The Biden White House's reluctance to dominate the news with the verve of Trump and with the common sense of Harry Truman leaves the airwaves wide open for bombast from those who love to scream the loudest. 

Yes. Americans have a hard time staying focused on what matters. Yes. Twitter is part of that problem. Yes. Musk must deal with that effectively.

How serious is this? Just one example: The threat of the use of weapons of mass destruction in Ukraine remains real, and the longer the conflict goes on the worse that threat becomes. 

Former Lt. Col. Alex Vindman, speaking to me on the podcast "Just Ask the Question" this week, explained why he doesn't think Putin will use nukes. The Russian leader sees "no existential threat," Vindman said, and won't go nuclear unless such a threat arises. OK, fine. But whose definition of "existential threat" do we use? The dictionary's or Putin's? Because I assure you they aren't exactly the same.

As Biden said upon his return from Poland, nothing anyone says or does can influence Putin. He marches to the beat of his own drummer, which is a frightening condemnation of a world leader who has the ability to launch nuclear weapons. That pretty much negates Vindman's analysis, and sails over the heads of the mindless arguments on social media. 

Can the American people wake up to the existential threat to human survival that we all pose?

After all, Trump and Putin are not unique. The rise of authoritarianism is a worldwide threat. Elon Musk can either be an agent of enlightenment or an agent of chaos with the purchase of Twitter.

Trump and Putin aren't unique: Authoritarianism is a worldwide threat. Musk can either be an agent of enlightenment or an agent of chaos.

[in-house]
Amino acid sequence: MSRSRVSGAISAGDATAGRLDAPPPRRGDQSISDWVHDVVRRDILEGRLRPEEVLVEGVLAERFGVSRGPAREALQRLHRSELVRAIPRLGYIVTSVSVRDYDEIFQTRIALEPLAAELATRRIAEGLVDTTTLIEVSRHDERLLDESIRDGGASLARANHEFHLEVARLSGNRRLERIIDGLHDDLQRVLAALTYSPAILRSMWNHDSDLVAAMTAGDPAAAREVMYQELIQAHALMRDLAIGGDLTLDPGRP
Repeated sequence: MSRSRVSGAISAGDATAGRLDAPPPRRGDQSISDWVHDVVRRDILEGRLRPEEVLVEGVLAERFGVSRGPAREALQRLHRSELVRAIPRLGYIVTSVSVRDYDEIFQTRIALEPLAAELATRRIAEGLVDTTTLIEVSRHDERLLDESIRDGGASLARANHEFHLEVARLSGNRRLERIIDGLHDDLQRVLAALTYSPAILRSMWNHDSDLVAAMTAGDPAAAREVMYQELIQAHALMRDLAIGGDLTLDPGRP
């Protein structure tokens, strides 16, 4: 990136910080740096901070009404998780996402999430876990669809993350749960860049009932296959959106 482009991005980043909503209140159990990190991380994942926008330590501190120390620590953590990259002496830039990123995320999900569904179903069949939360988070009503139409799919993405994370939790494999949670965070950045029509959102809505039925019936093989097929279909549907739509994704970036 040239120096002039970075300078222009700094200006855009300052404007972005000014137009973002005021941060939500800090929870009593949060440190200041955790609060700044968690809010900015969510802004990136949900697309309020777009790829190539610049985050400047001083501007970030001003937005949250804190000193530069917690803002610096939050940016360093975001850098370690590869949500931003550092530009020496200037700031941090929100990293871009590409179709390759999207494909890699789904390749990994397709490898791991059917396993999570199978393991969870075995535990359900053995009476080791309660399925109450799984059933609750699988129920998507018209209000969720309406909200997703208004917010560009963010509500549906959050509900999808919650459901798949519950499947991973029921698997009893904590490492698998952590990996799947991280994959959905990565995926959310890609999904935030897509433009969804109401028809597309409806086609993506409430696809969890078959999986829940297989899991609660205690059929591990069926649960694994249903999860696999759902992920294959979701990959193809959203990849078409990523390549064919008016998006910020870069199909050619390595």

The challenge is to communicate fairly and accurately with the American people, and to expect that from each other on social media — and for the government to do its part, by ensuring there are guardrails in place to maintain credibility.

When angry readers in Kentucky canceled their subscriptions to the Courier Journal in the 1930s because the paper supported Planned Parenthood, Barry Bingham — who had taken over the newspaper from his father — gave the angry subscribers their money back. Then he wrote in an editorial that "those objecting to the paper's conduct seem to think a newspaper should not have an opinion which a number of readers do not like. This would mean that a newspaper would have no opinion at all. And having no opinions at all is equivalent to having no principles." 

All of which is to say that it's not Elon Musk's opinion that should worry anyone. It's his principles.

In this day and age there is a particular and demonstrable need for people of principle to hold power and control within the communications industry — and not just people who know how to turn a buck.

Elon, bubbeleh, you've got plenty of money. Let's see if you can handle principled public discourse. The ball's in your court.

Read more on Twitter and Elon Musk:


Brian Karem

Brian Karem is the former senior White House correspondent for Playboy. He has covered every presidential administration since Ronald Reagan, sued Donald Trump three times successfully to keep his press pass, spent time in jail to protect a confidential source, covered wars in the Middle East, and is the author of seven books, including "Free the Press," due out this fall.

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Commentary Donald Trump Elon Musk Joe Biden Social Media Twitter Vladimir Putin